For the next 200 years, the Normans monopolised on Welsh infighting, gaining land and influence. Throughout the end of the 11th century and much of the 12th, ownership of the commote of Cwmteuddwr was contested between the Welsh kingdom of Deheubarth and the Anglo-Norman Marcher lords. Not all was grim warfare, however; in 1164, a Norman knight, Robert FitzStephen, granted land to the monks of Whitland Abbey in Carmarthenshire. With patronage from Rhys ap Gruffydd (The Lord Rhys), the Cistercian Strata Florida Abbey was founded. Upland Elenydd pools supplied the monastery with fresh eels and trout.

Toward the end of the 12th century, Wales was shrinking under raids and Norman incursions. By this time, Rhys ap Gruffydd ruled much of Wales through Deheubarth. Elfael, a region which lies in modern day Radnorshire, was overseen by Lord Einion Clud. Maen-serth roughly marks the location of Einion’s death at the hands of Roger de Mortimer, who ambushed him in the winter of 1176.

It’s probable that Rhys ap Gruffydd built Rhayader Castle the following year in 1177.

The lands of Cwmteuddwr parish, including the Elan and Claerwen areas, were given to the Cistercian Abbey of Strata Florida by Rhys ap Gruffydd in 1184.

1188 – 1194
In 1191, Gerald of Wales was selected to accompany the Archbishop of Canterbury, touring Wales on a recruitment campaign for the Third Crusade. In 1191, Gerald produced the Itinerarium Cambriae. His work included a description of the Elenydd area, thus producing the first written historical record of the Elan Valley.

1196 – 1197
After King Henry II’s death, Rhys ap Gruffydd believed he was no longer bound by the agreements he had shared with the late king. Rhys attacked Norman lords encroaching on his land and defeated an army led by Roger Mortimer and Hugh de Say near Radnor though at a considerable price: 40 knights were slain in this last battle fought by Rhys, who died unexpectedly in 1197.

Late Middle Ages
Politics, Prized Elenydd Wool and the Dissolution of Strata Florida Abbey

Considerably after the death of Rhys ap Gruffydd, Llywelyn Fawr ruled much of Wales through the northern kingdom of Gwynedd. Llywelyn Fawr expanded his domain further with the Elan Valley and the surrounding area changing hands. In 1231, Llywelyn destoryed Rhayader Castle and it was subsequently never rebuilt.

Strata Florida Abbey became the venue for Llywelyn Fawr’s famous council where he met with fellow Welsh rulers, asking them to acknowledge and swear featly to his only legitimate (but not eldest) son, Dafydd.

1200 – 1300
After the death of Llywelyn Fawr, the Edwardian Conquest brought Wales under the rule of Edward I. A ring of mighty castles was built in north Wales to solidify Edward’s rule. Edward ordered the clearance of the Elenydd area due to “the trees sheltering thieves.”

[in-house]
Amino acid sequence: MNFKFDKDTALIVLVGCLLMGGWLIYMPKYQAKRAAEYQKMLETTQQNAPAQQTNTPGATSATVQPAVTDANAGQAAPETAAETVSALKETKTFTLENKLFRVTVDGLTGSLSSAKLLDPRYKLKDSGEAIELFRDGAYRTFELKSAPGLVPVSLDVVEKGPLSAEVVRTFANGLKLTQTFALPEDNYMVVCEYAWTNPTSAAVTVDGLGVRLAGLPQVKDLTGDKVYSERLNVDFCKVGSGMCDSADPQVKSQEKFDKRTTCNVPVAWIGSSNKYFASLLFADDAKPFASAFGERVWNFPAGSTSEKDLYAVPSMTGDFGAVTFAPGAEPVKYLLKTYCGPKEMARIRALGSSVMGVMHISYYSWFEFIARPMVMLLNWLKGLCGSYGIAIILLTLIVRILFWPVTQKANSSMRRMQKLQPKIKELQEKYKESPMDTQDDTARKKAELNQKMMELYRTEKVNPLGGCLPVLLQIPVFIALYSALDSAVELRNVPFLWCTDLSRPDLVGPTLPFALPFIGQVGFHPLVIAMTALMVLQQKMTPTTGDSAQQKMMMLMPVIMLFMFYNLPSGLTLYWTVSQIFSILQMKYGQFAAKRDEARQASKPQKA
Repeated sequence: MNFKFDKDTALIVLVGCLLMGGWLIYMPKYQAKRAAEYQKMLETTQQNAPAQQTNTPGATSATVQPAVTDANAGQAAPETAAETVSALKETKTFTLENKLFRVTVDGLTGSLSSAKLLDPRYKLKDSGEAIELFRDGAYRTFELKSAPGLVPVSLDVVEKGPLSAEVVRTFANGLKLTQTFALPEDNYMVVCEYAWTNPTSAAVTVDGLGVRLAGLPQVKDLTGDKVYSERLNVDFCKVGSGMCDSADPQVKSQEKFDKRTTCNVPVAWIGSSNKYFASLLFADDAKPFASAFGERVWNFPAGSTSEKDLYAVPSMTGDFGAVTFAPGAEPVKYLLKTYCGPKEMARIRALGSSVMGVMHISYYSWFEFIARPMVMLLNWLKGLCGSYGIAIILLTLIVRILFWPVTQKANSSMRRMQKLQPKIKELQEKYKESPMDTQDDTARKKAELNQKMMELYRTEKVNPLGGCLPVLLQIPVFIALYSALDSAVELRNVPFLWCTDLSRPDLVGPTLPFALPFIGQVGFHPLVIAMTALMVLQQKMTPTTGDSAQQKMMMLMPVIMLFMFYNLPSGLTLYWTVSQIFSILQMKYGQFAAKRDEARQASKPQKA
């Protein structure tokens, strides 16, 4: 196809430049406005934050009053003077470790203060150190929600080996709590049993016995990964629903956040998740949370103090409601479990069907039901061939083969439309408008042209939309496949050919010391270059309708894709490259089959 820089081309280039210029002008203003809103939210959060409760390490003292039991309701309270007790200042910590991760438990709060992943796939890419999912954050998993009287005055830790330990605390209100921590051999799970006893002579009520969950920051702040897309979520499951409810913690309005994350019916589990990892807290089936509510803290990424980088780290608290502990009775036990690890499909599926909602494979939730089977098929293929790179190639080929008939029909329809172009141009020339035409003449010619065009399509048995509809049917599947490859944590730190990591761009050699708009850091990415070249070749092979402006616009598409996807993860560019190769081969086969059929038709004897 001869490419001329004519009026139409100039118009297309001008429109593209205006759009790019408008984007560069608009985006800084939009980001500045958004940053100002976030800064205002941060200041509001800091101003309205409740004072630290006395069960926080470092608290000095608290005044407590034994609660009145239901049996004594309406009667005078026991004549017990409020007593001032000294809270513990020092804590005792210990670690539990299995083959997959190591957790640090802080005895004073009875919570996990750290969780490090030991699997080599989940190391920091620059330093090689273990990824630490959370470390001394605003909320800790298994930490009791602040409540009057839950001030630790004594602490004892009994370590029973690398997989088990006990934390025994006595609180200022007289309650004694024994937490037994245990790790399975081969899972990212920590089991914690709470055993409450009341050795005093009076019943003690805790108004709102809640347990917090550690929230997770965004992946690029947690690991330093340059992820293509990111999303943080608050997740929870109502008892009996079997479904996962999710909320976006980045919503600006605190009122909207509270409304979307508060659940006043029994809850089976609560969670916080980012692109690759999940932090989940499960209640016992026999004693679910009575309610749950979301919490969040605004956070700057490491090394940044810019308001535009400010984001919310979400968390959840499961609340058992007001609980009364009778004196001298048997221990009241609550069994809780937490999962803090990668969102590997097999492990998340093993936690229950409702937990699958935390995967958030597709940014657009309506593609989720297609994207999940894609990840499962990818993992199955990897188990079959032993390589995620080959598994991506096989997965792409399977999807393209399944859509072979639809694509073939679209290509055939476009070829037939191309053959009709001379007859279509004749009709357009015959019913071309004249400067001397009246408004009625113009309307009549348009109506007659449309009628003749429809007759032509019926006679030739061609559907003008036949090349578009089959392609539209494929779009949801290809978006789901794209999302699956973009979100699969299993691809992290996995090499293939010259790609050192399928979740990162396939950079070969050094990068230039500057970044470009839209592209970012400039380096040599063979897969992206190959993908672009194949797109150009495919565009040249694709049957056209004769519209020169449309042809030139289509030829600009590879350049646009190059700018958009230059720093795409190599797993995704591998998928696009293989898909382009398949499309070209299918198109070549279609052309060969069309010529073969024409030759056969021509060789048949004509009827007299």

1300 – 1400
Throughout the 14th century, monks exported wool from the Elan Valley as to as far as Flanders and Florence where it was highly prized.

1401 – 1415
A dispute between neighboring land owners, Lord Grey Ruthin and Owain Glyndŵr sparked a fourteen year-long rebellion against King Henry IV. Strata Florida Abbey was repurposed by Henry IV as a military base from which to quell the rebellion. The abbey was subsequently returned to the Cistercians with the end of the rebellion.

1536 – 1538
The Act of Union brought Wales under English law in 1536 and the legal system of England replaced the native laws of Wales. Two years later, John Leland, an English antiquarian, was sent by King VIII to access Strata Florida Abbey. Leland recorded his encounters with the local Elenydd herdsmen, who told him a local legend concerning a giant named Arthur.

With Henry VIII’s Reformations of the Church came the dissolution of the monasteries, a policy which had been introduced in 1536. Monasteries were closed, their lands and wealth in England and Wales confiscated. This included Strata Florida Abbey in 1539.

One of the earliest references to the local growing of corn was in a lease of the farm of Ciloerwynt in the Claerwen Valley in 1569.

Early Modern Period
Gwaith-y-mwynau Mine, the English Civil War and Bowles’ ‘Coombe-Ellen’

Gwaith-y-mwynau Mine was owned by Sir Hugh Middleton who, in 1609, began the construction of a 61km canal to gravity feed fresh water into the city of London, known as the New River. His work was completed in 1613.

1632 – 1651
When the English Civil War broke out in 1642, most of Wales sided with the Royalists. Wales was crucial for raising recruits and money for the Royalist cause. Gwaith-y-mwynau Mine provided silver to finance the royalist war effort of King Charles I.